See the giant new mural celebrating railroad history on the side of the Elks Tower
Sacramento’s newest downtown mural was created to celebrate the 150th anniversary of the Transcontinental Railroad, but also serves as a reminder that Sacramento “must do better,” Mayor Darrell Steinberg said.
“It’s a reminder of who did the work and what they overcame and what we still have to overcome in modern Sacramento in the United States of America in 2019,” Steinberg said Monday during a press conference introducing Maren Conrad’s new mural depicting Chinese railroad workers painted on the side of the Historic Elks Tower at 11th and J streets.
The Chinese railroad workers got paid on average 30 to 50 percent less than their white counterparts, were often exploited and had to strike because of terrible working conditions, Steinberg said.
Steinberg said the mural serves as a reminder for officials to ensure no race, ethnicity or demographic group is left behind in Sacramento’s renaissance. As the city embarks on big projects at the Old Sacramento waterfront and downtown railyard, it must also make sure there is enough affordable housing and that residents of disadvantaged neighborhoods have an equal opportunity to succeed, he said.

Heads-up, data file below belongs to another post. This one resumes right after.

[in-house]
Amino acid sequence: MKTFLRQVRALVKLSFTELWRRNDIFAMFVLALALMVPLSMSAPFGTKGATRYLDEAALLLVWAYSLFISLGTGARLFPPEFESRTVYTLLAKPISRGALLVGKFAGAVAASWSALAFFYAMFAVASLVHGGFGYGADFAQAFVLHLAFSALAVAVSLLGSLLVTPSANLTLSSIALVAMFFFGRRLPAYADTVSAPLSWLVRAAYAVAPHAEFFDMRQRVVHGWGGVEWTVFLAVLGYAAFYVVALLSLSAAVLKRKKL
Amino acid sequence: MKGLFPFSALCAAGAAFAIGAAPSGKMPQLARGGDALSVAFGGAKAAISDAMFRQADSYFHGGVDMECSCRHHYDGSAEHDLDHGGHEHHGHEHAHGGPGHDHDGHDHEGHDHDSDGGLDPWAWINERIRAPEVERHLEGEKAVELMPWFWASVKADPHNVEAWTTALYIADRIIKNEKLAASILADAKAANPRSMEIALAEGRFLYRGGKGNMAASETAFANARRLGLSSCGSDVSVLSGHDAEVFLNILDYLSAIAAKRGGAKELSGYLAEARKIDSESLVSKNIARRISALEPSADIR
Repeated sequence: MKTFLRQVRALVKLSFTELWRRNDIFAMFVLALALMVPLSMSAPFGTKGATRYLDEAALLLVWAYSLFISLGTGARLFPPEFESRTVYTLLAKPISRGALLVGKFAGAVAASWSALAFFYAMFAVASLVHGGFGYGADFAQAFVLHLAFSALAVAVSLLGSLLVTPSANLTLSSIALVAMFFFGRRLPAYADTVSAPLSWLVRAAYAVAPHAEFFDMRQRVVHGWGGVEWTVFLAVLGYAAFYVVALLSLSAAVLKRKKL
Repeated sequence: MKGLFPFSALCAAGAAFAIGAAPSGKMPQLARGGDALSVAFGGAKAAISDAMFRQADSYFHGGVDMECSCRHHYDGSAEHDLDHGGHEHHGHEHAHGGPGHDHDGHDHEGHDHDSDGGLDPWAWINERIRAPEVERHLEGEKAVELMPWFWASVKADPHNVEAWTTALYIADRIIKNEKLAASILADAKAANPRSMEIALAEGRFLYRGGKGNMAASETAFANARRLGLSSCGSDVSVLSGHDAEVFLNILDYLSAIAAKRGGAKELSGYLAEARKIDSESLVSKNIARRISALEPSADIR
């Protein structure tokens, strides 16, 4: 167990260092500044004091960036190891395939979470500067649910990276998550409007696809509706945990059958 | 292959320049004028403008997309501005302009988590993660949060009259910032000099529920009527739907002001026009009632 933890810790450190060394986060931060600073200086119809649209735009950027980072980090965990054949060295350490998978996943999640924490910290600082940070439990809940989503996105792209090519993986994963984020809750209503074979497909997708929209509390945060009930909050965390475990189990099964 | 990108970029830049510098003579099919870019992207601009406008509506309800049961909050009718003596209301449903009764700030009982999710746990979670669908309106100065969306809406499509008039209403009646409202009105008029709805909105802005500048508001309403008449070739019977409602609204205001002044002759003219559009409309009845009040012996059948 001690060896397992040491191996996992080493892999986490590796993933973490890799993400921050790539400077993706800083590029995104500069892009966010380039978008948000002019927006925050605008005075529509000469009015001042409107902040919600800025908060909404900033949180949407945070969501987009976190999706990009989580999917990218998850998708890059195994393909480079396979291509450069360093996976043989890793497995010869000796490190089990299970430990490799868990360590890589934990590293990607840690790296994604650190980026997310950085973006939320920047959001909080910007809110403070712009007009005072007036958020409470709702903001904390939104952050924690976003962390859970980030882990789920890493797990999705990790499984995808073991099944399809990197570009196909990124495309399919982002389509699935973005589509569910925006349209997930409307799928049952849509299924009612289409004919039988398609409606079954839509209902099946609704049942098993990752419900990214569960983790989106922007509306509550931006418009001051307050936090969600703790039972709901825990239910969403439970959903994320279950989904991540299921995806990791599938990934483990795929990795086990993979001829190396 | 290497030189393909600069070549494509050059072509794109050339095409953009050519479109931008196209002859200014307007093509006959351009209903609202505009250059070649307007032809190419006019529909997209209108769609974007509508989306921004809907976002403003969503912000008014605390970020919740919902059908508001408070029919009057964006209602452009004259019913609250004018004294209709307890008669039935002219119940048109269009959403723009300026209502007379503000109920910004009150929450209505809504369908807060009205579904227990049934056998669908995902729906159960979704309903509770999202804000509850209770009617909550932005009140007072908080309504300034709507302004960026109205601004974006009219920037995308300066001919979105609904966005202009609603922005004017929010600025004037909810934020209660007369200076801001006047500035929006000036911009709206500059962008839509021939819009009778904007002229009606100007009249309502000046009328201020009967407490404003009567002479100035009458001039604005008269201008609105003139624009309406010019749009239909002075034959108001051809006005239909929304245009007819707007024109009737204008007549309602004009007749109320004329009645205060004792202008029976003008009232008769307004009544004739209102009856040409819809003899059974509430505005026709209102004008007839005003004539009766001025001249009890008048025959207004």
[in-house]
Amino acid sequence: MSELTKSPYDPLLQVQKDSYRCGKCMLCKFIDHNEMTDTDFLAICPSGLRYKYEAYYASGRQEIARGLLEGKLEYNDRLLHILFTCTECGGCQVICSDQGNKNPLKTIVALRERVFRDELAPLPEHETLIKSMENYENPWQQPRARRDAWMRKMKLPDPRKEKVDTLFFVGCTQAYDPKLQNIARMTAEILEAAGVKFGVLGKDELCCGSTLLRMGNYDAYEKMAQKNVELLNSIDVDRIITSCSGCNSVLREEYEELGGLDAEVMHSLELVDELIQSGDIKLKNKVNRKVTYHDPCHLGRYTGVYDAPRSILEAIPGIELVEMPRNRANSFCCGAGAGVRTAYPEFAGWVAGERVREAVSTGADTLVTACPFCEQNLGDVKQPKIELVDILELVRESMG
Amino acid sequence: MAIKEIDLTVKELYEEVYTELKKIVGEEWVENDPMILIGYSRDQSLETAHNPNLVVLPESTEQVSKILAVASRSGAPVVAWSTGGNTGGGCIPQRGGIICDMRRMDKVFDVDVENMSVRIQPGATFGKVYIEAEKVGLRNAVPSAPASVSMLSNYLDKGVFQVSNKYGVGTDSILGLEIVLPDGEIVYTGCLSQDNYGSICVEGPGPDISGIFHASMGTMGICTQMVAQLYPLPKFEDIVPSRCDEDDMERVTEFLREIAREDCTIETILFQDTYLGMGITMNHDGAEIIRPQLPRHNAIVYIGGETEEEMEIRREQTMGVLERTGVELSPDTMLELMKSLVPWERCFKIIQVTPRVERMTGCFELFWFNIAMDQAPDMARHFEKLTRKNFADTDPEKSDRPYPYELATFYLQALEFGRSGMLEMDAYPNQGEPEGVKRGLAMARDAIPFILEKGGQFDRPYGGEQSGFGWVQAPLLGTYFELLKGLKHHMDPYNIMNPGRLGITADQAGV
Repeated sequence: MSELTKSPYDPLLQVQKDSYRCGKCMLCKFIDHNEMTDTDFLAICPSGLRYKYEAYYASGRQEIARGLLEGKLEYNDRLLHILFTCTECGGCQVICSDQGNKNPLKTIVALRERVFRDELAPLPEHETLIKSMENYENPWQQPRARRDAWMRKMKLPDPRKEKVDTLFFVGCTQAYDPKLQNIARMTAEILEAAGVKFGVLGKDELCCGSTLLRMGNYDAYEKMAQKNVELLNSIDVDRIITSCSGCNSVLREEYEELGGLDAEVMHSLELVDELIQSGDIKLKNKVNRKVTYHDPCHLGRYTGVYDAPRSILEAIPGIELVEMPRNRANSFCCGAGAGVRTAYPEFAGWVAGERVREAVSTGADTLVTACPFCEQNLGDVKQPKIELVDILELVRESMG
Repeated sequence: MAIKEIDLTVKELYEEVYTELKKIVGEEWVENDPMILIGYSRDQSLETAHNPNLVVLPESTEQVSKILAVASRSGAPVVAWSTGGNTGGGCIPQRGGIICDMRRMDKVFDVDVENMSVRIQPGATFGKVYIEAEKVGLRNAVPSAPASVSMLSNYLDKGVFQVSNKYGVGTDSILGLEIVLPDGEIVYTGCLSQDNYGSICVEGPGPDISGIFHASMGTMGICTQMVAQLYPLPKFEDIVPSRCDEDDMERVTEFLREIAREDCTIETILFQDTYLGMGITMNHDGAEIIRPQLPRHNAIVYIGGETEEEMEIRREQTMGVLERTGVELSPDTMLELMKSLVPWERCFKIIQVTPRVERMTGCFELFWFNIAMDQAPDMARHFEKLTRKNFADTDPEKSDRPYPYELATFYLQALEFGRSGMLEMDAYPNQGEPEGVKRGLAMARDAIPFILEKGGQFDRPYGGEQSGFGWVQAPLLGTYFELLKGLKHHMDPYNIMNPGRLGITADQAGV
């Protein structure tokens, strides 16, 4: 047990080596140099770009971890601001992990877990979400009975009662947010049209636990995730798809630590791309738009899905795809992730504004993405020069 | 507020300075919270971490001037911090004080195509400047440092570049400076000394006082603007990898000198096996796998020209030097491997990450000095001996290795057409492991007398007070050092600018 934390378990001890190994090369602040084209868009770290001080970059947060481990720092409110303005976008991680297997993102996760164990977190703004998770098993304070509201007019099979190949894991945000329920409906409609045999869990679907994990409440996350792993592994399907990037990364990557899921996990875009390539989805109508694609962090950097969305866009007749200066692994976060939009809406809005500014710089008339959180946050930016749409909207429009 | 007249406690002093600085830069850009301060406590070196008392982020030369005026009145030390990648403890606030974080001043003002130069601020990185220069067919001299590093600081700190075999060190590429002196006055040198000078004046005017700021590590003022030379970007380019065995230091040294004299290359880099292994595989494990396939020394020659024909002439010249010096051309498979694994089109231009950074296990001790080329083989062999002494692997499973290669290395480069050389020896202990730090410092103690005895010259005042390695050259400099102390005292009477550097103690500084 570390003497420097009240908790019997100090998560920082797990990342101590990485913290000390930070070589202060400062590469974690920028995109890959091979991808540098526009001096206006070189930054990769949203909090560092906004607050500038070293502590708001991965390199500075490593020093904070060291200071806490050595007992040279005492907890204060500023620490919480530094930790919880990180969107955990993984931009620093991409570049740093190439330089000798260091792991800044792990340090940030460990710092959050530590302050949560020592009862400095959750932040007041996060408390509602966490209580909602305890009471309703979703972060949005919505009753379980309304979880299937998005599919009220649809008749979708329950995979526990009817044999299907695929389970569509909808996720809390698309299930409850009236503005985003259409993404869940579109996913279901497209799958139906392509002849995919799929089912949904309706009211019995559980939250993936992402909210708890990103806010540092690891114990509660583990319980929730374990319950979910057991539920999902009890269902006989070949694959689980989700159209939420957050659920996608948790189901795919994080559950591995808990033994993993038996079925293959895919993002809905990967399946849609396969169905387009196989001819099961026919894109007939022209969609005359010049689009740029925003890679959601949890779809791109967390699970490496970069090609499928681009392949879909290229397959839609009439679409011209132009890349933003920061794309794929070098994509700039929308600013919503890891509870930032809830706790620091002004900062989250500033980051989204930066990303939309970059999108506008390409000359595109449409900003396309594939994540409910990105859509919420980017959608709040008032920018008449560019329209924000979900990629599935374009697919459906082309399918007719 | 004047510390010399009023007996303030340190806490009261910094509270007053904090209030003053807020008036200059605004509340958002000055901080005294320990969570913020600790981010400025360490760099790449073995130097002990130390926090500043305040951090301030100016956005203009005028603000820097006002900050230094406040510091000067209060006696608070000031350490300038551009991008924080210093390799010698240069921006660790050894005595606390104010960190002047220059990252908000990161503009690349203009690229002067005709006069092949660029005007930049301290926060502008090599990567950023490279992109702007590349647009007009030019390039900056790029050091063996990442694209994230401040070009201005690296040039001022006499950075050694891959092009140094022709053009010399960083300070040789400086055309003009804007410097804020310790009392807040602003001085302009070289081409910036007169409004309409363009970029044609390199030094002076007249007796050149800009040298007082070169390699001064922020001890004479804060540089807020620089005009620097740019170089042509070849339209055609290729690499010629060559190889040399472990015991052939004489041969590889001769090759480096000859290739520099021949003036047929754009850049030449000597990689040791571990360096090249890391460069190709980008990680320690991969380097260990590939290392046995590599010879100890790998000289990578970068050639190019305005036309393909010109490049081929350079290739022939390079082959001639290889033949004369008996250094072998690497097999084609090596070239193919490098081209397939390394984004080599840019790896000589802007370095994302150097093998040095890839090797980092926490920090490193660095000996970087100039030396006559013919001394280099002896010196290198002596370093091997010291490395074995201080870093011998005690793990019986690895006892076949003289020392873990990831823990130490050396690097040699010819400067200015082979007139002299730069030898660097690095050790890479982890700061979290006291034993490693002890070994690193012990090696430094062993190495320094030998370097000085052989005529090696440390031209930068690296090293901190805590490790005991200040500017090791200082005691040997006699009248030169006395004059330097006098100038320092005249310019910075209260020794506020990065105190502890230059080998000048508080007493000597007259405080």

“The Transcontinental Railroad anniversary is a celebration, but it’s also a reminder that we can do better, that we must do better and that we will do better if we remember the past,” Steinberg said.
Chinese immigrants comprised about 90 percent of the railroad crews that built the railroad from Sacramento to Promontory, Utah, said Margaret Wong, co-founder of the US-China Railroad Friendship Association. Of the roughly 12,000 Chinese workers, between 500 and 1,000 died during the grueling seven month process, Wong said.
“The importance of this labor force has been minimized or even ignored in the past,” Wong said.
Conrad’s mural, which her crew painted in seven days, sought to give the workers the recognition they didn’t get at the time.
“The concept of the mural was a huge billboard to correct history,” Conrad said.
Conrad envisions kids for generations walking by the mural and growing up associating Chinese immigrants as the ones who built the railroad, she said.
The mural, which reads “Uniting a Nation,” will also feature an up to 4-foot-tall golden spike sticking out from the end of the railroad that people will be able to hang from, Conrad said.
“I think that element of play is really what creates a community,” said Conrad, who’s behind several other prominent Sacramento murals, including a Lady Bird painting at 16th and I streets. “It creates a community. It creates people not just wanting to come look at it, but people wanting to participate in it.”